“I actually believe that due to the changes we currently witness, Eurovision becomes even more important. When it comes to Eurovision, Europe is united and we will continue to preserve the values that the contest promotes, namely, unity and standing together.”

That being said, he does not see Turkey returning to the contest even though there have been several attempts to convince them to come back.

He also had an interesting message and tips as to how to win Eurovision.

“You must have all the package, the message must be catchy. Making a good show is not enough. For example, Netta’s message about women’s empowerment was great but the reason why she won is because she created a ‘wow’ effect. If you want to win Eurovision you must captivate the public and the juries.”

And here’s another scoop: he admitted that if he had the opportunity, he would have been happy to meet with Lys Assia, the first Eurovision winner, who unfortunately died last year.

“I’ve had dinner with Björn Ulvaeus from ABBA, and with Alexander Rybak several times, but I wish I could meet Lys Assia, who won Eurovision 1956 and used to come to all the contests ever since. She’s been a real icon.”

In the meantime, preparations for Eurovision 2019 are in full swing and after the announcement of Florian Wieder as the stage designer, the concept of the stage has also been revealed. It will consist of moving triangles to symbolise Judaism and the state of Israel through the Star of David.

The final list of hosts is also expected to be revealed soon as well as details about the Israeli NF – “The Next Star”. We recently visited Charles Clore Park — where construction has started to expand the park for Euro Village — and things are really coming together! So stay tuned for more details!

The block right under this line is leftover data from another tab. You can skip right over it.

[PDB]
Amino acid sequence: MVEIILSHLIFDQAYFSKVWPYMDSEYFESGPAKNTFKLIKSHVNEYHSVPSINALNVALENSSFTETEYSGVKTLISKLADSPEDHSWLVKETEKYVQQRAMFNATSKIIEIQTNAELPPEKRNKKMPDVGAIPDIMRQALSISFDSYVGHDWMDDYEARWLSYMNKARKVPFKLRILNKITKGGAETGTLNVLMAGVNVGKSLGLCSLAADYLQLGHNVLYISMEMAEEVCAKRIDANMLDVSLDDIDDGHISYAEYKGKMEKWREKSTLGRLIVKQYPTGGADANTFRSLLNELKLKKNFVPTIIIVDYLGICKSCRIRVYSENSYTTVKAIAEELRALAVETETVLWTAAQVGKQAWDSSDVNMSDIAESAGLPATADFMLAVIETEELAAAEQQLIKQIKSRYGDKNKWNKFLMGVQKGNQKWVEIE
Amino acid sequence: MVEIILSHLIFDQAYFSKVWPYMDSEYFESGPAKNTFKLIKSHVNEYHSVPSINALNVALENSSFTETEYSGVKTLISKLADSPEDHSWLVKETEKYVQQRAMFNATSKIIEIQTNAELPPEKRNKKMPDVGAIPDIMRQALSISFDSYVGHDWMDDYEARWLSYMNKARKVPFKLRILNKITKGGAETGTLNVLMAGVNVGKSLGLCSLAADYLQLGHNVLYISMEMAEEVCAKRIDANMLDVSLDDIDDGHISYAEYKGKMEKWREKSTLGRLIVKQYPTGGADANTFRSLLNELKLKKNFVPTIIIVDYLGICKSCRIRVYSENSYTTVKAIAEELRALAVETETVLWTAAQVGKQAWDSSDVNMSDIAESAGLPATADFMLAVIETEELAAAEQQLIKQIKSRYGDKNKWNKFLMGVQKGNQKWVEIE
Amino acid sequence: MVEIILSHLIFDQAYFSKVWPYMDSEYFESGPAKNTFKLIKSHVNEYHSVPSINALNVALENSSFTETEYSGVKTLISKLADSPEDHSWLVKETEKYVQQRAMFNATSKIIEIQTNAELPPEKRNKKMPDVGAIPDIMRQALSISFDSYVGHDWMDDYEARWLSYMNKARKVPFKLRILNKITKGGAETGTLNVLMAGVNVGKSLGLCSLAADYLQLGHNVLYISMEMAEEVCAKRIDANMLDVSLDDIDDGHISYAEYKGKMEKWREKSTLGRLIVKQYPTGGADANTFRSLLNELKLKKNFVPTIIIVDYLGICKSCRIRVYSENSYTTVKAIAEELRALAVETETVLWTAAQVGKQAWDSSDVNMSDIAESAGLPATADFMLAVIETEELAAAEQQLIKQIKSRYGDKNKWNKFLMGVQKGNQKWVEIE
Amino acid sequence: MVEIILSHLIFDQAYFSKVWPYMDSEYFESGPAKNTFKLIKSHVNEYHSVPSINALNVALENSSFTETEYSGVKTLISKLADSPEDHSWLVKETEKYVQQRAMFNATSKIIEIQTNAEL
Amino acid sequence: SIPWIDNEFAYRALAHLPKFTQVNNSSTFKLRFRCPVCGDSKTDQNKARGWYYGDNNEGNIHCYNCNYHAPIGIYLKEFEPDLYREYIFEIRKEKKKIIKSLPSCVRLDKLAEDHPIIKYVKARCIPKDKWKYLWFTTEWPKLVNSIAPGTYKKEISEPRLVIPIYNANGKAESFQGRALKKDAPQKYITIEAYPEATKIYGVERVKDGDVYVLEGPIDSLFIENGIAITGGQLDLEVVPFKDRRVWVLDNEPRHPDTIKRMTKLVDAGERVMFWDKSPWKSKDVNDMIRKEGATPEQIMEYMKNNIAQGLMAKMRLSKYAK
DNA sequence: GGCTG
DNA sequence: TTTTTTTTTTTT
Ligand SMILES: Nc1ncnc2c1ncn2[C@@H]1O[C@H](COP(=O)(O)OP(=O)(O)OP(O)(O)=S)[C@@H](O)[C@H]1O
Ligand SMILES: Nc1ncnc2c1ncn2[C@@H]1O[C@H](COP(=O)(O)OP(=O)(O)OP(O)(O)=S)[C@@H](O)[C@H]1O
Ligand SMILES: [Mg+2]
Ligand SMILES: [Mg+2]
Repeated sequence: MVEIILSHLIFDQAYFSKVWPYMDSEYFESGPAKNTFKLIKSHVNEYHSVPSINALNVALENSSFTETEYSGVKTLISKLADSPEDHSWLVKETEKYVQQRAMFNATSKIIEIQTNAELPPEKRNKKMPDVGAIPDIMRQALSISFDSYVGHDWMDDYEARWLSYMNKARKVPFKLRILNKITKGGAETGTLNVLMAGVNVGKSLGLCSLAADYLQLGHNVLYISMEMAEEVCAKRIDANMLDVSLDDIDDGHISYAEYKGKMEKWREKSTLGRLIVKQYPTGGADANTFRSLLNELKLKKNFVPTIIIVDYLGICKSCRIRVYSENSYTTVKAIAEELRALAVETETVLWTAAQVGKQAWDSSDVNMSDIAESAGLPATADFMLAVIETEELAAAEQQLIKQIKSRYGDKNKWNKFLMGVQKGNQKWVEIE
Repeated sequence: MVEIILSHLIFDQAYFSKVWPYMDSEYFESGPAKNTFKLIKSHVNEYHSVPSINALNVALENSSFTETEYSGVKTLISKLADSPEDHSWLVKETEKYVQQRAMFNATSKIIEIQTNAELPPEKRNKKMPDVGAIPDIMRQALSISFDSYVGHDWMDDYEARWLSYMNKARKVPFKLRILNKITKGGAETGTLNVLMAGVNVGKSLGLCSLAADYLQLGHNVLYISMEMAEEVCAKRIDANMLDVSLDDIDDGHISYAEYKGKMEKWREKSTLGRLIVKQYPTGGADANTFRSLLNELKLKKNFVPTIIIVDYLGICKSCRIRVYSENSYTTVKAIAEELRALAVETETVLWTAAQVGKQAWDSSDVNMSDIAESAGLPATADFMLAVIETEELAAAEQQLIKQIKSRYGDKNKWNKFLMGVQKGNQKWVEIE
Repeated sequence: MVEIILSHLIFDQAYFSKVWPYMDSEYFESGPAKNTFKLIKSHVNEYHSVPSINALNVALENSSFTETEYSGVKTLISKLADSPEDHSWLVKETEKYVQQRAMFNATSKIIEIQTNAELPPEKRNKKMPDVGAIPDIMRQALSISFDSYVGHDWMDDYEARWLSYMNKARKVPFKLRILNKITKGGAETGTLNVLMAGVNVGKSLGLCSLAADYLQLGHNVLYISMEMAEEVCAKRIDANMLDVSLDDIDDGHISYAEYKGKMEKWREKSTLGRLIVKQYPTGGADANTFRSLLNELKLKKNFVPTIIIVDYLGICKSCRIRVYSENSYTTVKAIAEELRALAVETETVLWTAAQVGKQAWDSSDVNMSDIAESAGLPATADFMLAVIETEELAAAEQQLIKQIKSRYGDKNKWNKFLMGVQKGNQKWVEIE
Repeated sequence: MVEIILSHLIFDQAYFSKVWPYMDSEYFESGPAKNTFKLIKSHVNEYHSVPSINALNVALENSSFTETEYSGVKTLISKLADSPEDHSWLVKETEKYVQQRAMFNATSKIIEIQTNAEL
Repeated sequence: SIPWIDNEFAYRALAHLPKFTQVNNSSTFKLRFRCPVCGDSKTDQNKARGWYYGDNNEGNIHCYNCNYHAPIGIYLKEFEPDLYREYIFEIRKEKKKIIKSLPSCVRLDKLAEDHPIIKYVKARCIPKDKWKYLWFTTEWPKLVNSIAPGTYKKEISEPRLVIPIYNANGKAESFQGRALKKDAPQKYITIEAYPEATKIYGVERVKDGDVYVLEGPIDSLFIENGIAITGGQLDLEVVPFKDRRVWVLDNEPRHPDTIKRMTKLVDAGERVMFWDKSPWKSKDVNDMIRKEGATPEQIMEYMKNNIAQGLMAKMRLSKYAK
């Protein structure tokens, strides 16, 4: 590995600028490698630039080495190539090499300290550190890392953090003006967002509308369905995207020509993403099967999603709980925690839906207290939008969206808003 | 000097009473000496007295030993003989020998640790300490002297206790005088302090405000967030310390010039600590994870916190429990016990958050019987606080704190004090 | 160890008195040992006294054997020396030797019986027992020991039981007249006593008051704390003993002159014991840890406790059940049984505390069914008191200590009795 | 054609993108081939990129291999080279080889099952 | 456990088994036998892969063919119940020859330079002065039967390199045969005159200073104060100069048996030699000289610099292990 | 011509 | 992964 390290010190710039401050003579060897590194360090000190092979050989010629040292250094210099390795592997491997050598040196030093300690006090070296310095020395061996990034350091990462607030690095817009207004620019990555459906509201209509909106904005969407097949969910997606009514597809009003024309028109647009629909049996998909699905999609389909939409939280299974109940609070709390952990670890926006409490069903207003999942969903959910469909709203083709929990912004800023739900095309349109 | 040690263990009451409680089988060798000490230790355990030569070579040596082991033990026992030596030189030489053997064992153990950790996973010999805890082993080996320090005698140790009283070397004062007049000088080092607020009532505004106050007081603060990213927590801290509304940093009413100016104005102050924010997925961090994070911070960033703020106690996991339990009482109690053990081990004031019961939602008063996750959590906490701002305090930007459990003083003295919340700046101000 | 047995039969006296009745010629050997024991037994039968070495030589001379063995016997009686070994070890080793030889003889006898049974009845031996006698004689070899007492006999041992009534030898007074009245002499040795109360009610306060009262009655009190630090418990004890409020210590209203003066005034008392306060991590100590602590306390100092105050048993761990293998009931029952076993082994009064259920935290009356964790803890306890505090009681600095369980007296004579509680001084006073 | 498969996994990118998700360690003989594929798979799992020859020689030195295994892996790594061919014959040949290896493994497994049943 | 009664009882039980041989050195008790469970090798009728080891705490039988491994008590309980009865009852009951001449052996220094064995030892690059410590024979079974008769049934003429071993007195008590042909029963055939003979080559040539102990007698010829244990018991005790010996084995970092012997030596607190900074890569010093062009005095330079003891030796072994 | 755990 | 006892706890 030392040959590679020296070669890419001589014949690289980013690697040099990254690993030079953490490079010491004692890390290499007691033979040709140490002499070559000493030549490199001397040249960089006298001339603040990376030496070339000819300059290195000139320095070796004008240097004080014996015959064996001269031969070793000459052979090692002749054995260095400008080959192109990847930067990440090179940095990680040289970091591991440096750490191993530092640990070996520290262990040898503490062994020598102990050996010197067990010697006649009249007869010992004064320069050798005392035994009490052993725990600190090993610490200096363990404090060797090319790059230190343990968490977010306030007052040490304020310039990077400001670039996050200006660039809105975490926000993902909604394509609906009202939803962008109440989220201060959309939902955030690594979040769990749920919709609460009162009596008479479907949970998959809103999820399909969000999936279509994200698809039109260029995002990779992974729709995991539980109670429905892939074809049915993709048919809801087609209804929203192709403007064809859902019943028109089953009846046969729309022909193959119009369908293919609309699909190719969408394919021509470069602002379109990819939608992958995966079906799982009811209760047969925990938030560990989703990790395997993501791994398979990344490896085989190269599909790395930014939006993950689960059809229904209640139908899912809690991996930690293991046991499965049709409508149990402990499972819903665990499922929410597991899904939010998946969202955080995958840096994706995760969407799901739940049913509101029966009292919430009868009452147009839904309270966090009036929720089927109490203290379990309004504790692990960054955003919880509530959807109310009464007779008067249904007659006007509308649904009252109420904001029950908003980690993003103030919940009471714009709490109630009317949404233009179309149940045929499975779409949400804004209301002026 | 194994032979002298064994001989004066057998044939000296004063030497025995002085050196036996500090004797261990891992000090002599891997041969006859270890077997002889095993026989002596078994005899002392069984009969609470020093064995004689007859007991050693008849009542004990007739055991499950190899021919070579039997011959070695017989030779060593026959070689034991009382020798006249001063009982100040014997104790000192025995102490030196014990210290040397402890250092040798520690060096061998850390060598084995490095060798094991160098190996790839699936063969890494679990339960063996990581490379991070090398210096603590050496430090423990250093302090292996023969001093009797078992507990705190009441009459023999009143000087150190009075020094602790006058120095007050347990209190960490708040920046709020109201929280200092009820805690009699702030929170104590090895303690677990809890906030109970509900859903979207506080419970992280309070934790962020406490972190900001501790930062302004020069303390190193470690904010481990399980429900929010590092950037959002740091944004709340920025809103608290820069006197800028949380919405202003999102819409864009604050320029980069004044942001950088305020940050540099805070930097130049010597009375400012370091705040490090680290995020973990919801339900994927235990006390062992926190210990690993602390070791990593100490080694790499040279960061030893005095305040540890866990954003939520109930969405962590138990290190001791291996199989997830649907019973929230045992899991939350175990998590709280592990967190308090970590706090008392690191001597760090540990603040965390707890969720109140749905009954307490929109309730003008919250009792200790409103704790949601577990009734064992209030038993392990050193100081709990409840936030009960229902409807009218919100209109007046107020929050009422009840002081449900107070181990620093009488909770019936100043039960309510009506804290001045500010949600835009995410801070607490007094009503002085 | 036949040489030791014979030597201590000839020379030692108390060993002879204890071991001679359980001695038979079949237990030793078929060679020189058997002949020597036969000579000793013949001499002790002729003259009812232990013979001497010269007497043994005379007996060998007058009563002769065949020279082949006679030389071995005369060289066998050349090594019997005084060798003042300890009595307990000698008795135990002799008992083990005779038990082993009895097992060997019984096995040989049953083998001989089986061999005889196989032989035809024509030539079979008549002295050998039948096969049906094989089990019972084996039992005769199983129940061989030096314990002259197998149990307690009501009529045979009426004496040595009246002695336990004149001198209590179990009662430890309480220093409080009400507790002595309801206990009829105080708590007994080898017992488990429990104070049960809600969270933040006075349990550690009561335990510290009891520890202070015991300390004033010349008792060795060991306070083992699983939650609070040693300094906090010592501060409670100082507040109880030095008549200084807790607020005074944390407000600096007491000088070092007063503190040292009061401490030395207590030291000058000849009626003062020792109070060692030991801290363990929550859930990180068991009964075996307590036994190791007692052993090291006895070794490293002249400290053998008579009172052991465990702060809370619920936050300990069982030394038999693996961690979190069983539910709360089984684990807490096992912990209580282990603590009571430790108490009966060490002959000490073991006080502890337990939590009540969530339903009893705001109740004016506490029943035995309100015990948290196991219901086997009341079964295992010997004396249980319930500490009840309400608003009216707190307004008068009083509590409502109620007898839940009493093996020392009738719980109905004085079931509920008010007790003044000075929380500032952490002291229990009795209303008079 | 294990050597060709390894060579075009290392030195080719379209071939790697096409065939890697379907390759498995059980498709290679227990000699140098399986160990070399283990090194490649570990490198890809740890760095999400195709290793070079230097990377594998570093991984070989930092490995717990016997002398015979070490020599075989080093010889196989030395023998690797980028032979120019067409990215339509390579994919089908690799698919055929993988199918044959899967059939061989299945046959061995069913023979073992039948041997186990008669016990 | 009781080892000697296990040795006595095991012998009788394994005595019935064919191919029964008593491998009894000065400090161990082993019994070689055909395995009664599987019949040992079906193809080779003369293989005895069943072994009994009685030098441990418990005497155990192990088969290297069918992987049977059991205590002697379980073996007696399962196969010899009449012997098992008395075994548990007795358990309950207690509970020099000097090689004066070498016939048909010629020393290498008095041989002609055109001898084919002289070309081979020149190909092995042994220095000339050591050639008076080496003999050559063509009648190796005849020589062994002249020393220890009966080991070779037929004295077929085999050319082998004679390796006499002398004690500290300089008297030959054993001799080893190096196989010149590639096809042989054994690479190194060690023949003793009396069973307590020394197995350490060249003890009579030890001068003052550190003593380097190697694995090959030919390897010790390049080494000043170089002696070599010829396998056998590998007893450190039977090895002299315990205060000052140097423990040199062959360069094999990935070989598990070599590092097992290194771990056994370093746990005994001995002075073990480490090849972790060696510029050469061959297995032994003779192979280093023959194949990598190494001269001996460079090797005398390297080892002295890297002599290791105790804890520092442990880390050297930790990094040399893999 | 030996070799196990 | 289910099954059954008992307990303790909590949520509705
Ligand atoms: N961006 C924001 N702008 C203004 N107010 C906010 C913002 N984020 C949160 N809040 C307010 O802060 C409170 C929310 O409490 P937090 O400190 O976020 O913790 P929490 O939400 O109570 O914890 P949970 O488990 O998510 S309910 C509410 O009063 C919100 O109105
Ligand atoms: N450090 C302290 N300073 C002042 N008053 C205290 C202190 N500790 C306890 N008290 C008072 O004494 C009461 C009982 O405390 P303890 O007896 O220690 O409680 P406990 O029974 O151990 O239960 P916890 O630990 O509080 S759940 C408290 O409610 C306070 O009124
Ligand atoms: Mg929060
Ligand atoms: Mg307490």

Read more Israel Eurovision news

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Yediot newspaper reports that the #Eurovision 2019 stage will feature moving triangles inspired by the Star of David ?? The article also says that initially seven candidates had submitted their application and they were later shortlisted to two — the Israeli design company Forma Studio (headed by Maya Hanoch) and Florian Wieder. Both of the leading candidates were required to submit an amended offer to the EBU and KAN. In the end, a professional committee chose Wieder’s sketch. The motif will be moving triangles symbolizing Judaism and the state of Israel. Israel Hayom also covered this and noted that the Israeli designers who lost are very disappointed. The original tender mentioned a preference for showcasing Israeli heritage and culture. #eurovisionsongcontest #eurovision2019